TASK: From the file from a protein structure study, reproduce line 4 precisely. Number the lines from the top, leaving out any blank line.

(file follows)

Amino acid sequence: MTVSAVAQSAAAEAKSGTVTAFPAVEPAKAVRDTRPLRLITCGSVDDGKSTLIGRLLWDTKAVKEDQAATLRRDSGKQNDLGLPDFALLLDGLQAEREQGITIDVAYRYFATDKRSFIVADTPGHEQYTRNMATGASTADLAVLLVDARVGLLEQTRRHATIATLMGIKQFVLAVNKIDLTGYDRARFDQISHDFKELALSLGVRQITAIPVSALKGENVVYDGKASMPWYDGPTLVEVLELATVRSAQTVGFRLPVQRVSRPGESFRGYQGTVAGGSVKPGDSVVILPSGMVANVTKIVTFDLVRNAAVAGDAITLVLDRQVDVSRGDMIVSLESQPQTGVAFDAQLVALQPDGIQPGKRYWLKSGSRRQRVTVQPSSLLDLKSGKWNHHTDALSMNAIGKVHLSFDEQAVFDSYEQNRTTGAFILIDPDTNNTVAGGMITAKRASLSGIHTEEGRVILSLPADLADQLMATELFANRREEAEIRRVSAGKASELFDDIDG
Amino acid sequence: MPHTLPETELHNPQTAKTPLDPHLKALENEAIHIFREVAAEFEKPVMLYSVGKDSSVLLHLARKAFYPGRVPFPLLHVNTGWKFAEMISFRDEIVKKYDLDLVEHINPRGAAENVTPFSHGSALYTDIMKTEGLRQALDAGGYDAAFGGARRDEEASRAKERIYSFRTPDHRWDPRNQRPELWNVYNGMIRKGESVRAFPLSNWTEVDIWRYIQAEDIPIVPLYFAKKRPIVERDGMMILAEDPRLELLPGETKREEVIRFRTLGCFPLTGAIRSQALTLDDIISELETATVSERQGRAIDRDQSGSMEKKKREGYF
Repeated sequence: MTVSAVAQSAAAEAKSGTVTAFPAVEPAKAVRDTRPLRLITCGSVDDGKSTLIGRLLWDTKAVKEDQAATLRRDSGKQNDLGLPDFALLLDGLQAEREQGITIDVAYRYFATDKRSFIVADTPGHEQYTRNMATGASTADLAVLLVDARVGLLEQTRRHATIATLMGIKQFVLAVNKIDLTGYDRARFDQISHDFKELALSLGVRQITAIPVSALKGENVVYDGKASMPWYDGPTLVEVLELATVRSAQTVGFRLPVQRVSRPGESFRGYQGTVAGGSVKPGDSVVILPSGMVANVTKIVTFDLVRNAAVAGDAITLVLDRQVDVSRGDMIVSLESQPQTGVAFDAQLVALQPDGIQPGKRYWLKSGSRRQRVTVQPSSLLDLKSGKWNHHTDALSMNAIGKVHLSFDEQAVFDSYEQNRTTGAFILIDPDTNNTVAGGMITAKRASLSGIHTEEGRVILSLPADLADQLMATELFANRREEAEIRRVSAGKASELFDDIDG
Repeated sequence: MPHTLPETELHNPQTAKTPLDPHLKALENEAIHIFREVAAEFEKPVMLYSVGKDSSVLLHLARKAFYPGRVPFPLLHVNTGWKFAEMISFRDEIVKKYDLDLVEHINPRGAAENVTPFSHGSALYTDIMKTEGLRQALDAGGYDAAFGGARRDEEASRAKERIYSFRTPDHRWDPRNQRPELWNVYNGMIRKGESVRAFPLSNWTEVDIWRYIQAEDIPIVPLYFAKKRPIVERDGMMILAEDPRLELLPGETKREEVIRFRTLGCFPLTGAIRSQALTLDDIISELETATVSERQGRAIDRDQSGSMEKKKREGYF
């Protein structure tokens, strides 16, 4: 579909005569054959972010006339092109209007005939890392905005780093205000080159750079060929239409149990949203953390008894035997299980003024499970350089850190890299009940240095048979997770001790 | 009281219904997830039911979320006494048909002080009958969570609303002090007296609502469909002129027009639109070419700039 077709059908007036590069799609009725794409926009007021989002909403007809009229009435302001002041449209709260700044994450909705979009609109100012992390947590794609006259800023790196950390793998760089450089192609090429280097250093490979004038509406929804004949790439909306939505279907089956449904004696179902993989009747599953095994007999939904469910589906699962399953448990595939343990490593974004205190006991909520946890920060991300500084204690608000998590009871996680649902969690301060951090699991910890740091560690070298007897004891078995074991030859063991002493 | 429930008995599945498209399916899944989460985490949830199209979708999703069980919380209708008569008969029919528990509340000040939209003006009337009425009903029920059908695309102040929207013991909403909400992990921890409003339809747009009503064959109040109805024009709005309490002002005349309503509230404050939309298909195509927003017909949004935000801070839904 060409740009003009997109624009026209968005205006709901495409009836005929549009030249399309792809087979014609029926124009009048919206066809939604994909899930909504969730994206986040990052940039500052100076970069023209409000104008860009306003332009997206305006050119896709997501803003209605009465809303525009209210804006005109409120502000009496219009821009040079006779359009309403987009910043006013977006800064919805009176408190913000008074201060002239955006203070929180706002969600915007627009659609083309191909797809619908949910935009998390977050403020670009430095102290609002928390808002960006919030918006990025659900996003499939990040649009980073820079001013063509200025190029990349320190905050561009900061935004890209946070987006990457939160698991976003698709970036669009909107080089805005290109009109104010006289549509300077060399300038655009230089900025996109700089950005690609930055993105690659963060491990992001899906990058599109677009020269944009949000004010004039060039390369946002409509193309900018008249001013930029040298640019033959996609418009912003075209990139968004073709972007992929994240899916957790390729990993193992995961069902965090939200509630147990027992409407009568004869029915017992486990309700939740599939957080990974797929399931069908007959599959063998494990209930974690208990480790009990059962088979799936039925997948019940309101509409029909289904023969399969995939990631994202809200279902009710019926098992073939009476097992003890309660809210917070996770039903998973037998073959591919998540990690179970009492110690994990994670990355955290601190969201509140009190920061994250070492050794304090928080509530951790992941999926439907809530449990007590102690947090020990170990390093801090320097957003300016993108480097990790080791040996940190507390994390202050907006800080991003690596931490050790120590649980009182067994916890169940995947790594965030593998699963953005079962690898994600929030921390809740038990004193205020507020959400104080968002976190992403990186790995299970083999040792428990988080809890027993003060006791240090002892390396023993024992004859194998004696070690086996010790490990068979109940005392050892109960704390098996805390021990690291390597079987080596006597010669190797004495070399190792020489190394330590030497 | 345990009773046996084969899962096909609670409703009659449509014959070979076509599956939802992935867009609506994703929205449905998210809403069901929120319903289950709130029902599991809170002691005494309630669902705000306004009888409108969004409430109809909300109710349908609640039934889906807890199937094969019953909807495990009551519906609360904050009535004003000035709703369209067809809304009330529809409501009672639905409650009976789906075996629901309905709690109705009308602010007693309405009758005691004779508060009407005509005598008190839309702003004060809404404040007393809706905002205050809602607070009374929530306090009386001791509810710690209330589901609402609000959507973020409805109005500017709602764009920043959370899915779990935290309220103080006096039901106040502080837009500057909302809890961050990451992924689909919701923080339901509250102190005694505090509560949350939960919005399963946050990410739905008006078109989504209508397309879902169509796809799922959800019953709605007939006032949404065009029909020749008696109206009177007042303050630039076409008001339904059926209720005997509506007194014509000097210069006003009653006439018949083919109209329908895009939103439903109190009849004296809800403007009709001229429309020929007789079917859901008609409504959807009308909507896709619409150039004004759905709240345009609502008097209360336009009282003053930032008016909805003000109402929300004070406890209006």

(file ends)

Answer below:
Repeated sequence: MPHTLPETELHNPQTAKTPLDPHLKALENEAIHIFREVAAEFEKPVMLYSVGKDSSVLLHLARKAFYPGRVPFPLLHVNTGWKFAEMISFRDEIVKKYDLDLVEHINPRGAAENVTPFSHGSALYTDIMKTEGLRQALDAGGYDAAFGGARRDEEASRAKERIYSFRTPDHRWDPRNQRPELWNVYNGMIRKGESVRAFPLSNWTEVDIWRYIQAEDIPIVPLYFAKKRPIVERDGMMILAEDPRLELLPGETKREEVIRFRTLGCFPLTGAIRSQALTLDDIISELETATVSERQGRAIDRDQSGSMEKKKREGYF